What is the relationship between the views of constituents on issues and the perceptions, attitudes, and behavior of the representative on these issues? How does the legislator make judgments about constituent opinion and policy matters that are salient to his district? The underlying premise of policy responsiveness, according to Eulau and Karps (1978, p. 63), “is the presence of a meaningful connection between constituent policy preferences or demands and the representative’s official behavior.”

    I will begin by examining major categories of issues because the ingredients of policy responsiveness differ from one kind of policy to another. The next step is...

  9. 5. Policy Responsiveness: How Choices Are Made
    (pp. 103-134)

    The process of representing constituents on policy matters requires legislators to make a number of choices. What factors affect those choices? To this question we now turn.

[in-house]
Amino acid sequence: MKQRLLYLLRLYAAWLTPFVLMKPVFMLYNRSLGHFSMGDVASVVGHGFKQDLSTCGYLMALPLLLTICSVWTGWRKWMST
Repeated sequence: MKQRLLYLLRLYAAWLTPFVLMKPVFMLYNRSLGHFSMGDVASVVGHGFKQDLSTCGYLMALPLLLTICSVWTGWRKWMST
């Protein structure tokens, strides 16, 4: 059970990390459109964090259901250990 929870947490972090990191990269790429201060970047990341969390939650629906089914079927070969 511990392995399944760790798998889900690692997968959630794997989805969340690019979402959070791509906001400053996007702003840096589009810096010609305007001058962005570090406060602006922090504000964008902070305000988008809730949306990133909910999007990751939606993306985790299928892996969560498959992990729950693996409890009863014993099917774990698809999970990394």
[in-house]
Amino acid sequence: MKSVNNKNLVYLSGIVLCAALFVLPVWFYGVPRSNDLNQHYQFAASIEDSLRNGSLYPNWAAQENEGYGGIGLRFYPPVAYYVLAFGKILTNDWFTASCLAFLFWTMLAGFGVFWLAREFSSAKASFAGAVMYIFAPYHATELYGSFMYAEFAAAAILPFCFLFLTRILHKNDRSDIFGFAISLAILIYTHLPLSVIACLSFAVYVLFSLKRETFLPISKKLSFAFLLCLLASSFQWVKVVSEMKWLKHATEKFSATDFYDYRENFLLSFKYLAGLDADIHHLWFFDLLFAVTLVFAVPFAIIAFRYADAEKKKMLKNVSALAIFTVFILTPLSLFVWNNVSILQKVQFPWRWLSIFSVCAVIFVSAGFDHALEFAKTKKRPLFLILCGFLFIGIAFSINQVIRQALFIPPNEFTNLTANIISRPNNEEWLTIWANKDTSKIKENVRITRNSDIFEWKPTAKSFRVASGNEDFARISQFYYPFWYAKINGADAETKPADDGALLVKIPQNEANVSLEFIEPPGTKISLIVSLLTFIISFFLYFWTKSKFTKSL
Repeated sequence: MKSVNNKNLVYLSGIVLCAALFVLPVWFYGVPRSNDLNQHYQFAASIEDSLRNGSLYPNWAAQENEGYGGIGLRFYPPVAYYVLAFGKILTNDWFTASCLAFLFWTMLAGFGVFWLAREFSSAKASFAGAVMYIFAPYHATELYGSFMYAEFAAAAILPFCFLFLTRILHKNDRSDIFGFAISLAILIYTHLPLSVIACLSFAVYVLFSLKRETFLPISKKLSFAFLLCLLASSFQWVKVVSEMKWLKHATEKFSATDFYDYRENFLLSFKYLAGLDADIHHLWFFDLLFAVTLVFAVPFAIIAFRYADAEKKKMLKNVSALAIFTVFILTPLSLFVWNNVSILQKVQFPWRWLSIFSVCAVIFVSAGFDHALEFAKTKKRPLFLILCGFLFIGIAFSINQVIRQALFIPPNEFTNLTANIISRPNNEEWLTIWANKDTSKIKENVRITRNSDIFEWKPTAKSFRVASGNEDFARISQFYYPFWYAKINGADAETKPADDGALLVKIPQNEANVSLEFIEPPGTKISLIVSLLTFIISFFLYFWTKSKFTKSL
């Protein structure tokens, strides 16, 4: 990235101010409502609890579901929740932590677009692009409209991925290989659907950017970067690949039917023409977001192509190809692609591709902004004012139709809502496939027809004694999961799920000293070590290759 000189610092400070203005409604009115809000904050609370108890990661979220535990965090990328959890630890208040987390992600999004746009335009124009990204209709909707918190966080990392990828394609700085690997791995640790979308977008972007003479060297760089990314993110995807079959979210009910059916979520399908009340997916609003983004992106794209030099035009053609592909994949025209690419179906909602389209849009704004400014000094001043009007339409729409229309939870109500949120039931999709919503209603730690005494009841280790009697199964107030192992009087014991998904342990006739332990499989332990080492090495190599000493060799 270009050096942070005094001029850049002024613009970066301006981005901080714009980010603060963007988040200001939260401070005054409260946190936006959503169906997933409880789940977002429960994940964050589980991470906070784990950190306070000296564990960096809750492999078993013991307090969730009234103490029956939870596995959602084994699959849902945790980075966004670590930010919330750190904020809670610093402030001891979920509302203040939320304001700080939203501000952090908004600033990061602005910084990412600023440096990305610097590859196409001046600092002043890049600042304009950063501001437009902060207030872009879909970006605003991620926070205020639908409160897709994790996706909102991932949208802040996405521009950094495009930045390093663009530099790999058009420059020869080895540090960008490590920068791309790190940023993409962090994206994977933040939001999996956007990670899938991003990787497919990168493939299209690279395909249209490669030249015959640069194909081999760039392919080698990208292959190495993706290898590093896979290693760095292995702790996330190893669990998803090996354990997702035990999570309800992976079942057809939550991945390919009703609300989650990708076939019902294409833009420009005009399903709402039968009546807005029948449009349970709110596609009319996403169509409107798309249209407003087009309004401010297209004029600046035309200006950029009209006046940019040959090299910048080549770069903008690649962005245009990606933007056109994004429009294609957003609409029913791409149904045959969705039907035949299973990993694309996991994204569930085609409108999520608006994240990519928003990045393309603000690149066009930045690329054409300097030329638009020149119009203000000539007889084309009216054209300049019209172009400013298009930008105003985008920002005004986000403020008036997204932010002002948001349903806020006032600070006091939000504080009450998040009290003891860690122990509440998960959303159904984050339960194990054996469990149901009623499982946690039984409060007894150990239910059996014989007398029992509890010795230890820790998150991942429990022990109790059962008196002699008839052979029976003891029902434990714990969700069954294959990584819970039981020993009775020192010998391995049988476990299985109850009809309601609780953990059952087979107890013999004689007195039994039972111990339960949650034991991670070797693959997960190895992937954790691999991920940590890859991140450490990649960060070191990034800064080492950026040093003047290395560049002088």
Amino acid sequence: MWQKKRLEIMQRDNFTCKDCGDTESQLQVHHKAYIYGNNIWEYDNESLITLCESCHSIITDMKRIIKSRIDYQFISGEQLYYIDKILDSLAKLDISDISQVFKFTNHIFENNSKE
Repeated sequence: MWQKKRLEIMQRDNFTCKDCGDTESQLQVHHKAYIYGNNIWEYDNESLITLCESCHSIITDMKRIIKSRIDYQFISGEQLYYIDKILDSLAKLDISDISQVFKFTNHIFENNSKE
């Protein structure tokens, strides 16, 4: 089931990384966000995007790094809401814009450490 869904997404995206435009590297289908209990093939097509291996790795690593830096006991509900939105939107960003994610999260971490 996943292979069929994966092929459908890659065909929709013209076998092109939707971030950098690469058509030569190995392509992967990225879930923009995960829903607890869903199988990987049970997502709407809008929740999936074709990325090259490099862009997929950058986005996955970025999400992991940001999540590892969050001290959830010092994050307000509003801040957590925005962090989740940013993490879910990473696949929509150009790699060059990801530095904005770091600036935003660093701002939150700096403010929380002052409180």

When legislators discuss the process by which they make decisions that are important to constituents, the discussion is not abstract; it is issue-specific. Just as the decision-making process differs by issues, it differs by individuals; no two legislators perceive the process exactly the same way. The terms trustee and delegate define broad approaches to decision-making. We are interested in the personal perspectives and the reasons given by legislators to explain their approaches. We...

  10. 6. Allocation and Service Responsiveness
    (pp. 135-164)